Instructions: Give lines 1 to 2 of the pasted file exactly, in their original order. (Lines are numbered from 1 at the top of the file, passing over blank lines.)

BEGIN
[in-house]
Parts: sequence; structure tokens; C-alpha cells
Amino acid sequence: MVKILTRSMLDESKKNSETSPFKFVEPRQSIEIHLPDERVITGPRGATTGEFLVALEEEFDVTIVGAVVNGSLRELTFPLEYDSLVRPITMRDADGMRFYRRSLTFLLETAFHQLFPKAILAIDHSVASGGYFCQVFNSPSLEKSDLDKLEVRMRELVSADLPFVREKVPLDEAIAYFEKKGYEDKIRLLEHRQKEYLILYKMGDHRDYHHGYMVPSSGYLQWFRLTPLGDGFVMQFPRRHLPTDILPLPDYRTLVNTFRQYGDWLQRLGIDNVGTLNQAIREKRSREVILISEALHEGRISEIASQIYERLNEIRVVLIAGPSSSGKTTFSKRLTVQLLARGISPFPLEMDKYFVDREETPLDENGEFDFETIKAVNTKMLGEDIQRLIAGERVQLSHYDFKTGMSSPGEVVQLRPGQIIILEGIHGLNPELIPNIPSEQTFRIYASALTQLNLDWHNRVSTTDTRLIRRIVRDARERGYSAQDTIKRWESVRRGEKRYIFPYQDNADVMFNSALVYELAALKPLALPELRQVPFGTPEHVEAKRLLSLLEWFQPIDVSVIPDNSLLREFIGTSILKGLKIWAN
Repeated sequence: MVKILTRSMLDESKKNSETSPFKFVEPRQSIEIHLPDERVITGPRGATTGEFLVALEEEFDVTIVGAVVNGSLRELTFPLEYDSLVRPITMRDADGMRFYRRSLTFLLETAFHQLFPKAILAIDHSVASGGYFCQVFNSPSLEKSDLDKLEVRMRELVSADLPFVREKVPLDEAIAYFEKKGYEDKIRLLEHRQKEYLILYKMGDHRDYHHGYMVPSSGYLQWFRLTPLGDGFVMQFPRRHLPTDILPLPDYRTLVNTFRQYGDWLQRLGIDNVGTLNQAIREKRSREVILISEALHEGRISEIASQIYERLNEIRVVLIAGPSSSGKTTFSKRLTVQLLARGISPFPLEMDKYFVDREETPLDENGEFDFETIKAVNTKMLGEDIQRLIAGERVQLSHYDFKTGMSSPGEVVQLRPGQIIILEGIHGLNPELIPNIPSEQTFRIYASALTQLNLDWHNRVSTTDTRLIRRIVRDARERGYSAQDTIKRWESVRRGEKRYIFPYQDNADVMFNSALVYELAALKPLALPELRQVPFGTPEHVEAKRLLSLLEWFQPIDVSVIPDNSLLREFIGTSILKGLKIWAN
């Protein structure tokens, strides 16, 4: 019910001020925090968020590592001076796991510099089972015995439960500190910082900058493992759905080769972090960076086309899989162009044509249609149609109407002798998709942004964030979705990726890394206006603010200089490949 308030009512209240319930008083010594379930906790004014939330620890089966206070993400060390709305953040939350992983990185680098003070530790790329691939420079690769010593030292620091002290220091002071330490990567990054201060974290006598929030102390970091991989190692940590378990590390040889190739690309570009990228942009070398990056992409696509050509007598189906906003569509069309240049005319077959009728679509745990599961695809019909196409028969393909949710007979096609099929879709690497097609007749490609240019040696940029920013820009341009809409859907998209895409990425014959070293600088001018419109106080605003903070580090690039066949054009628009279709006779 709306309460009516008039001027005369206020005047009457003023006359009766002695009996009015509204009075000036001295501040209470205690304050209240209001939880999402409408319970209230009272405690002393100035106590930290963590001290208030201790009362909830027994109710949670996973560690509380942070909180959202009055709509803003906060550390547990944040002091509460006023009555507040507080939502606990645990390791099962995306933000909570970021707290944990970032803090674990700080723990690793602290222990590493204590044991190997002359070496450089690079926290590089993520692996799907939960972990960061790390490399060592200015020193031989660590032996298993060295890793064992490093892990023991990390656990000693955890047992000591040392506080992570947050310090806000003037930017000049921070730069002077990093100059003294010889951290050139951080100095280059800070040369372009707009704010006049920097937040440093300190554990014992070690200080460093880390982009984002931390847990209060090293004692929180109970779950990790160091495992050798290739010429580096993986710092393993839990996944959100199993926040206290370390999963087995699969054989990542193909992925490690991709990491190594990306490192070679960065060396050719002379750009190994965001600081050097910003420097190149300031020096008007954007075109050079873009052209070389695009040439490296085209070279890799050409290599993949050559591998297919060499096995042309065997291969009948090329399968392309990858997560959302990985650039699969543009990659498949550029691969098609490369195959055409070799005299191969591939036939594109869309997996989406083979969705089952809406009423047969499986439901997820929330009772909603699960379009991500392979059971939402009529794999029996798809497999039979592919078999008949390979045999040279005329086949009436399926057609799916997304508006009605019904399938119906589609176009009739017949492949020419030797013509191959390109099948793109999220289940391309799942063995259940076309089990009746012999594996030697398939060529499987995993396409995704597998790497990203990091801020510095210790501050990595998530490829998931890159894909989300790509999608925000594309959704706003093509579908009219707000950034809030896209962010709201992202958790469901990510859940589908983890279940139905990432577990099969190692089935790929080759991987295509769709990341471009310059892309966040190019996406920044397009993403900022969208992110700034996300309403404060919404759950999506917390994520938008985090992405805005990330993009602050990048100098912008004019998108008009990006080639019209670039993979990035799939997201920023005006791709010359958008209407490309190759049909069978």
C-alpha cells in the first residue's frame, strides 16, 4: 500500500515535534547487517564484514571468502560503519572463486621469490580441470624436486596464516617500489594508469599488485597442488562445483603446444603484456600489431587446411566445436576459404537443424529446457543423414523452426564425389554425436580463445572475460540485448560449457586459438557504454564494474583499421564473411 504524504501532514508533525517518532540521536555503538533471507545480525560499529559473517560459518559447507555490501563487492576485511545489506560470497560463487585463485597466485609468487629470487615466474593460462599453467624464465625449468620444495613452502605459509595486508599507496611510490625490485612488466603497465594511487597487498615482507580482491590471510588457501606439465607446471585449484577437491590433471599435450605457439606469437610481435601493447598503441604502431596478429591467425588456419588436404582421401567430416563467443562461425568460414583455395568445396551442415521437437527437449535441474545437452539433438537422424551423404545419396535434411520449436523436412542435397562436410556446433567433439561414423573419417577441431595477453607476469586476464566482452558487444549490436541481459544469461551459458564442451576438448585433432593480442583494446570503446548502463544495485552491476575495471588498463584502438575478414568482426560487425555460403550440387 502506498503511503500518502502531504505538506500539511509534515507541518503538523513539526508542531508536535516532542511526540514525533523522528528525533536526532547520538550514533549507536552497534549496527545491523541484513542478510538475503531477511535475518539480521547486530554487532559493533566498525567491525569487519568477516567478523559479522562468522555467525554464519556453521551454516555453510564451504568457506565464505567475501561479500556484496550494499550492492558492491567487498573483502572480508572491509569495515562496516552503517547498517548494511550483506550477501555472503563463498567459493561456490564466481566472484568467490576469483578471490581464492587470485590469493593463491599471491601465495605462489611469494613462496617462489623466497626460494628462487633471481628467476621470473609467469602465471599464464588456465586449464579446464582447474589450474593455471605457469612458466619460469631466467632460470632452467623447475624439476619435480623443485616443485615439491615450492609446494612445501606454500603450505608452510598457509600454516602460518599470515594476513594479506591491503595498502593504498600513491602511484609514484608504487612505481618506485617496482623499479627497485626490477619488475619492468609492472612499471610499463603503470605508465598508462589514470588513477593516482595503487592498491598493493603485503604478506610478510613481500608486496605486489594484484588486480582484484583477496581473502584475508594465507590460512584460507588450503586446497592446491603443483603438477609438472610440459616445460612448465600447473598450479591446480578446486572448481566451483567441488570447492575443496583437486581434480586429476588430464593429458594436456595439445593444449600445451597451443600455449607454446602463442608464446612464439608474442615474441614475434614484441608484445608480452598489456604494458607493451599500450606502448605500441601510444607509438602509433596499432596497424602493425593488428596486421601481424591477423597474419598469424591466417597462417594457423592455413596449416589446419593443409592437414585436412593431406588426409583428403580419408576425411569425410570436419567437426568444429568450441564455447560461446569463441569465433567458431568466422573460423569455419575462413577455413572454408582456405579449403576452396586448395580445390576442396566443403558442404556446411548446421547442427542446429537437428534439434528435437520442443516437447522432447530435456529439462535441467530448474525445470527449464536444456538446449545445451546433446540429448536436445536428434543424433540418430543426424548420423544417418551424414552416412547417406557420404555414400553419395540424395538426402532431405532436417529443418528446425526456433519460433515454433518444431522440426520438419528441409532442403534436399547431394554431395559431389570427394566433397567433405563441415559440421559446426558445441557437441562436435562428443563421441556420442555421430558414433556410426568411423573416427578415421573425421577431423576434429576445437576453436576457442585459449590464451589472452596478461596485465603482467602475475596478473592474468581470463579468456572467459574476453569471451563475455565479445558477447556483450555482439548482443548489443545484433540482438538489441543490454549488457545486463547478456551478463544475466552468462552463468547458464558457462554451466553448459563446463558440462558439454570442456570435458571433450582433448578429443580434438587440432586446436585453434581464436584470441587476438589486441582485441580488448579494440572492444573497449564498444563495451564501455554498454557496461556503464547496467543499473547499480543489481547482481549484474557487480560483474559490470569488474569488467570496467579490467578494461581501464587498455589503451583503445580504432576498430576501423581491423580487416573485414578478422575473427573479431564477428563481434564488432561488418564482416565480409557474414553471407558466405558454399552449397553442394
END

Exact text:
[in-house]
Parts: sequence; structure tokens; C-alpha cells